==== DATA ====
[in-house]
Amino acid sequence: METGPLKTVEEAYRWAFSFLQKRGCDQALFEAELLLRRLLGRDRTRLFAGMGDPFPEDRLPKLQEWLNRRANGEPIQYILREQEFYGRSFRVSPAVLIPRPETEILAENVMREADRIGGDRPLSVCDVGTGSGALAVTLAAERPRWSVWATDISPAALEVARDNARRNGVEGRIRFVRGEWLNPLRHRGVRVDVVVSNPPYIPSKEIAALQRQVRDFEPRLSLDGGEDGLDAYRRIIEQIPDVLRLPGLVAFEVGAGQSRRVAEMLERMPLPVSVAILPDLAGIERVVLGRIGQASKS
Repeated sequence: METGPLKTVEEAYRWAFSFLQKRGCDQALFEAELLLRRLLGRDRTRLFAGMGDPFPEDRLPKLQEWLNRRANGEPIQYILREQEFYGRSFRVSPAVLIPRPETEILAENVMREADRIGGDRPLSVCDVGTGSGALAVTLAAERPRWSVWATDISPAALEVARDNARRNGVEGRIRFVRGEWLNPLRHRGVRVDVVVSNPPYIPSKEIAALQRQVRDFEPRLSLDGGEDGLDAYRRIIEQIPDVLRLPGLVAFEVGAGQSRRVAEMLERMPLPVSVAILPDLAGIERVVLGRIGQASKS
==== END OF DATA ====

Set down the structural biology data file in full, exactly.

[in-house]
Amino acid sequence: METGPLKTVEEAYRWAFSFLQKRGCDQALFEAELLLRRLLGRDRTRLFAGMGDPFPEDRLPKLQEWLNRRANGEPIQYILREQEFYGRSFRVSPAVLIPRPETEILAENVMREADRIGGDRPLSVCDVGTGSGALAVTLAAERPRWSVWATDISPAALEVARDNARRNGVEGRIRFVRGEWLNPLRHRGVRVDVVVSNPPYIPSKEIAALQRQVRDFEPRLSLDGGEDGLDAYRRIIEQIPDVLRLPGLVAFEVGAGQSRRVAEMLERMPLPVSVAILPDLAGIERVVLGRIGQASKS
Repeated sequence: METGPLKTVEEAYRWAFSFLQKRGCDQALFEAELLLRRLLGRDRTRLFAGMGDPFPEDRLPKLQEWLNRRANGEPIQYILREQEFYGRSFRVSPAVLIPRPETEILAENVMREADRIGGDRPLSVCDVGTGSGALAVTLAAERPRWSVWATDISPAALEVARDNARRNGVEGRIRFVRGEWLNPLRHRGVRVDVVVSNPPYIPSKEIAALQRQVRDFEPRLSLDGGEDGLDAYRRIIEQIPDVLRLPGLVAFEVGAGQSRRVAEMLERMPLPVSVAILPDLAGIERVVLGRIGQASKS